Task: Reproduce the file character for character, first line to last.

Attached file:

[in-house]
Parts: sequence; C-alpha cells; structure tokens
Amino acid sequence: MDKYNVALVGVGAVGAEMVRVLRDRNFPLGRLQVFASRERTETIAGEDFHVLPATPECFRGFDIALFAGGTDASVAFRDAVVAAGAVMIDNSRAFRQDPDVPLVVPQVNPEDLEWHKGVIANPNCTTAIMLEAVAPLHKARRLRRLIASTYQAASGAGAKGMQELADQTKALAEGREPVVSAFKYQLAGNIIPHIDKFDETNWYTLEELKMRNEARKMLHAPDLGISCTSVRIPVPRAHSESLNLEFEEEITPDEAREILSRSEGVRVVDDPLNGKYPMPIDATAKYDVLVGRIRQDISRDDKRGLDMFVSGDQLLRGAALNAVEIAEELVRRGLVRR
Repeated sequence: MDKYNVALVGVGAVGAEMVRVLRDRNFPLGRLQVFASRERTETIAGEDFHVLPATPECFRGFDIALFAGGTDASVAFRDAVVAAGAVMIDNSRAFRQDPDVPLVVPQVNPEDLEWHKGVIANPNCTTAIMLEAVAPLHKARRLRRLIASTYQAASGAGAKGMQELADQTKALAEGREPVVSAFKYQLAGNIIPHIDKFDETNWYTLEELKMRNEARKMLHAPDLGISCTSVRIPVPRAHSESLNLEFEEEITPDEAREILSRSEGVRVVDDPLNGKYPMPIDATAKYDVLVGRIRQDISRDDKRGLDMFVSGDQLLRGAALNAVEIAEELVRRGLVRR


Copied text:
[in-house]
Parts: sequence; C-alpha cells; structure tokens
Amino acid sequence: MDKYNVALVGVGAVGAEMVRVLRDRNFPLGRLQVFASRERTETIAGEDFHVLPATPECFRGFDIALFAGGTDASVAFRDAVVAAGAVMIDNSRAFRQDPDVPLVVPQVNPEDLEWHKGVIANPNCTTAIMLEAVAPLHKARRLRRLIASTYQAASGAGAKGMQELADQTKALAEGREPVVSAFKYQLAGNIIPHIDKFDETNWYTLEELKMRNEARKMLHAPDLGISCTSVRIPVPRAHSESLNLEFEEEITPDEAREILSRSEGVRVVDDPLNGKYPMPIDATAKYDVLVGRIRQDISRDDKRGLDMFVSGDQLLRGAALNAVEIAEELVRRGLVRR
Repeated sequence: MDKYNVALVGVGAVGAEMVRVLRDRNFPLGRLQVFASRERTETIAGEDFHVLPATPECFRGFDIALFAGGTDASVAFRDAVVAAGAVMIDNSRAFRQDPDVPLVVPQVNPEDLEWHKGVIANPNCTTAIMLEAVAPLHKARRLRRLIASTYQAASGAGAKGMQELADQTKALAEGREPVVSAFKYQLAGNIIPHIDKFDETNWYTLEELKMRNEARKMLHAPDLGISCTSVRIPVPRAHSESLNLEFEEEITPDEAREILSRSEGVRVVDDPLNGKYPMPIDATAKYDVLVGRIRQDISRDDKRGLDMFVSGDQLLRGAALNAVEIAEELVRRGLVRR